The Oscar-nominated filmmaker said the Los Angeles Clippers owner “has to go,” because this isn't the first time he's been caught discriminating against people of color
Spike Lee thinks Los Angeles Clippers owner Donald Sterling “has to go” after getting caught making racist remarks, which the director thinks are just more evidence of Sterling's “mentality of a slave master.”
The filmmaker appeared on CNN's “Anderson Cooper 360” (above) on Monday night to discuss the NBA scandal, and said he's eagerly awaiting for the league's commissioner, Adam Silver, to have a press conference on the matter on Tuesday, because this isn't the first time Sterling has expressed his disturbing view of black people.
“I don't know the bi-laws of the league, but he's got to go,” Lee told Cooper. “He's tainted all of the other 29 partners, he's tainted the league, and he's tainted America. And when you hear something like that, that is the mentality of a slave master. He sees his players as slaves. ”
The “Do the Right Thing” director and avid Knicks fan, who has a reputation for voicing his opinions on racial issues, gave Cooper another example of Sterling's “slave master” mentality and described an encounter while in L.A. for the NBA All-Star game in 2011.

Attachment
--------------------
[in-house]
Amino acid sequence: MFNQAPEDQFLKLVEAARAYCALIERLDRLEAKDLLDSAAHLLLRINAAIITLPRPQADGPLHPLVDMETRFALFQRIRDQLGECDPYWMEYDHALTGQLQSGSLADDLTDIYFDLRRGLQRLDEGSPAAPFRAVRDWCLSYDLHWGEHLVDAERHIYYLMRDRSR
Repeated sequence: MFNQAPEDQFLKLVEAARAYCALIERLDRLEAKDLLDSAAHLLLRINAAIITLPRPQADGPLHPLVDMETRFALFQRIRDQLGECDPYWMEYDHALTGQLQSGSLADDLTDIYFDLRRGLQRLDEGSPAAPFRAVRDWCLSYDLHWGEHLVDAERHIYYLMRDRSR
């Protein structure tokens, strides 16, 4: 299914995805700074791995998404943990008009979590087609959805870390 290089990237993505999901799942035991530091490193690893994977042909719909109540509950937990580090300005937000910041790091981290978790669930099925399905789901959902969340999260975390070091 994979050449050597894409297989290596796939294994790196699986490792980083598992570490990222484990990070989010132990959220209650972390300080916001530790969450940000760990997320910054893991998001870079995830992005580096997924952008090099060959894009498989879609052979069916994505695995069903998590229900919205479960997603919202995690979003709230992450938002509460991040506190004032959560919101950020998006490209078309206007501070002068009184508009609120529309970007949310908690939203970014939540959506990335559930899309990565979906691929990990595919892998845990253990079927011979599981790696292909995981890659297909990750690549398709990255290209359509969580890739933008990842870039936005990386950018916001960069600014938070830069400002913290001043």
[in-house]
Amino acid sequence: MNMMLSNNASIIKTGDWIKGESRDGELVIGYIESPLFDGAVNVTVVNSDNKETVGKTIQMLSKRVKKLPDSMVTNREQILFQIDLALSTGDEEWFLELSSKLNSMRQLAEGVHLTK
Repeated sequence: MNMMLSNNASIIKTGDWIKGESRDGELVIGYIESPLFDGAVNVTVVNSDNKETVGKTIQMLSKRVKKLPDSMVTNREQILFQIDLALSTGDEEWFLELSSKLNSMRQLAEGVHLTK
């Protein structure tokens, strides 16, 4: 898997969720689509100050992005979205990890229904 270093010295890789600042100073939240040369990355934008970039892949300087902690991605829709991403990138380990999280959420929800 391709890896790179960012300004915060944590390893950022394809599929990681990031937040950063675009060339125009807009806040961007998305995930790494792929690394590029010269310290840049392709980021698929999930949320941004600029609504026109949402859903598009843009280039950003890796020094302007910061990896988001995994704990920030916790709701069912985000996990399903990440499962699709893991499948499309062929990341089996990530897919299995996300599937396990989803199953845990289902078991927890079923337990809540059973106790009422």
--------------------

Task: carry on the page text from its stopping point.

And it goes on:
“We were at a restaurant and Donald Sterling called us over to his restaurant. He started to say, ‘Why are they going to go on strike? We should pay all of the players 500,000. If they didn't play basketball, they wouldn't have a job,'” Lee recounted. “I swear to God he said this. And Baron Davis, who played for the Clippers, is my second cousin, so he's told me a whole lot of stuff about Sterling.”
Sterling is no stranger to race-related controversy. The former lawyer, who began making his fortune with apartment complexes in the L.A. area, previously settled the largest fine in the history of housing discrimination after U.S. Department of Justice sued Sterling in 2006 for refusing to rent his units to people of certain ethnicities. Sterling was also sued by former longtime Clippers executive Elgin Baylor for employment discrimination on the basis of age and race in 2009.
A number of basketball players — including Michael Jordan, Magic Johnson and LeBron James — have spoken out against Sterling, but Lee urged white players to join the conversation.
“I never really heard from the white players,” Lee said. “If you are someone who believes in humanity, justice for all, whether based on race or sex, whatever, this is a front to everybody. We all should be outraged by Americans.”